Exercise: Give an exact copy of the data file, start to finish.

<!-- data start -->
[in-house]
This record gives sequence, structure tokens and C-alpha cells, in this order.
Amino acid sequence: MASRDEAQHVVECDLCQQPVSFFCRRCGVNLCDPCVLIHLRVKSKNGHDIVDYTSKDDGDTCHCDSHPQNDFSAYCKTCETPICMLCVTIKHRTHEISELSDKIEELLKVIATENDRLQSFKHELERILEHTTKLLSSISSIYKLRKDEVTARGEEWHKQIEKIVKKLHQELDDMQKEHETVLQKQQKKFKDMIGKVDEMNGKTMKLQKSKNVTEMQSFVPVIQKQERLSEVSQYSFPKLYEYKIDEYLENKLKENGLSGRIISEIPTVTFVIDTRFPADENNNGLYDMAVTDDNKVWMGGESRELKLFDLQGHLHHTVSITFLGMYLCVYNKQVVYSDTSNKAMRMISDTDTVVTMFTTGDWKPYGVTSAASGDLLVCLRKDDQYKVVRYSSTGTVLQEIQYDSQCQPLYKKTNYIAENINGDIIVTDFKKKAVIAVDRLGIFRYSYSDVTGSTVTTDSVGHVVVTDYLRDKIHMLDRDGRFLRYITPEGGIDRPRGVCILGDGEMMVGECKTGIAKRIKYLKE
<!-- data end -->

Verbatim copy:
[in-house]
This record gives sequence, structure tokens and C-alpha cells, in this order.
Amino acid sequence: MASRDEAQHVVECDLCQQPVSFFCRRCGVNLCDPCVLIHLRVKSKNGHDIVDYTSKDDGDTCHCDSHPQNDFSAYCKTCETPICMLCVTIKHRTHEISELSDKIEELLKVIATENDRLQSFKHELERILEHTTKLLSSISSIYKLRKDEVTARGEEWHKQIEKIVKKLHQELDDMQKEHETVLQKQQKKFKDMIGKVDEMNGKTMKLQKSKNVTEMQSFVPVIQKQERLSEVSQYSFPKLYEYKIDEYLENKLKENGLSGRIISEIPTVTFVIDTRFPADENNNGLYDMAVTDDNKVWMGGESRELKLFDLQGHLHHTVSITFLGMYLCVYNKQVVYSDTSNKAMRMISDTDTVVTMFTTGDWKPYGVTSAASGDLLVCLRKDDQYKVVRYSSTGTVLQEIQYDSQCQPLYKKTNYIAENINGDIIVTDFKKKAVIAVDRLGIFRYSYSDVTGSTVTTDSVGHVVVTDYLRDKIHMLDRDGRFLRYITPEGGIDRPRGVCILGDGEMMVGECKTGIAKRIKYLKE